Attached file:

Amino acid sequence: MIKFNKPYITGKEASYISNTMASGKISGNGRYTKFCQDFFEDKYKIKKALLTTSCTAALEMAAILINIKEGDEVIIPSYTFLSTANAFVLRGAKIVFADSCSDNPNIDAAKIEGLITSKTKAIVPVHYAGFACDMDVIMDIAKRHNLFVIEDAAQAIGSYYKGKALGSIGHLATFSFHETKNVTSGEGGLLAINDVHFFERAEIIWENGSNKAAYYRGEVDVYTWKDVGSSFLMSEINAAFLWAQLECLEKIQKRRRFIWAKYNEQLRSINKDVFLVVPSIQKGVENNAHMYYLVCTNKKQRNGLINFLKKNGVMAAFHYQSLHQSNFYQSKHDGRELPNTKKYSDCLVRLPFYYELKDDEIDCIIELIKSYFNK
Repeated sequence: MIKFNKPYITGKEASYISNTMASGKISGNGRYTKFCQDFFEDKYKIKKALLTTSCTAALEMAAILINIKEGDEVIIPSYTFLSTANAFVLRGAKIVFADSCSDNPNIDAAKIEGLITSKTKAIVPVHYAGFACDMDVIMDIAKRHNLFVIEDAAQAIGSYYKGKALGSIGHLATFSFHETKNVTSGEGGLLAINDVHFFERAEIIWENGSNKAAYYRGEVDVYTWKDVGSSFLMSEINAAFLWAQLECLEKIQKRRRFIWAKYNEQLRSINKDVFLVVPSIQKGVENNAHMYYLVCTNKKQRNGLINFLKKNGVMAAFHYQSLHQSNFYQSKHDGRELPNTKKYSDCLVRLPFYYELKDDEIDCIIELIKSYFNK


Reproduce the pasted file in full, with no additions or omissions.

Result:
Amino acid sequence: MIKFNKPYITGKEASYISNTMASGKISGNGRYTKFCQDFFEDKYKIKKALLTTSCTAALEMAAILINIKEGDEVIIPSYTFLSTANAFVLRGAKIVFADSCSDNPNIDAAKIEGLITSKTKAIVPVHYAGFACDMDVIMDIAKRHNLFVIEDAAQAIGSYYKGKALGSIGHLATFSFHETKNVTSGEGGLLAINDVHFFERAEIIWENGSNKAAYYRGEVDVYTWKDVGSSFLMSEINAAFLWAQLECLEKIQKRRRFIWAKYNEQLRSINKDVFLVVPSIQKGVENNAHMYYLVCTNKKQRNGLINFLKKNGVMAAFHYQSLHQSNFYQSKHDGRELPNTKKYSDCLVRLPFYYELKDDEIDCIIELIKSYFNK
Repeated sequence: MIKFNKPYITGKEASYISNTMASGKISGNGRYTKFCQDFFEDKYKIKKALLTTSCTAALEMAAILINIKEGDEVIIPSYTFLSTANAFVLRGAKIVFADSCSDNPNIDAAKIEGLITSKTKAIVPVHYAGFACDMDVIMDIAKRHNLFVIEDAAQAIGSYYKGKALGSIGHLATFSFHETKNVTSGEGGLLAINDVHFFERAEIIWENGSNKAAYYRGEVDVYTWKDVGSSFLMSEINAAFLWAQLECLEKIQKRRRFIWAKYNEQLRSINKDVFLVVPSIQKGVENNAHMYYLVCTNKKQRNGLINFLKKNGVMAAFHYQSLHQSNFYQSKHDGRELPNTKKYSDCLVRLPFYYELKDDEIDCIIELIKSYFNK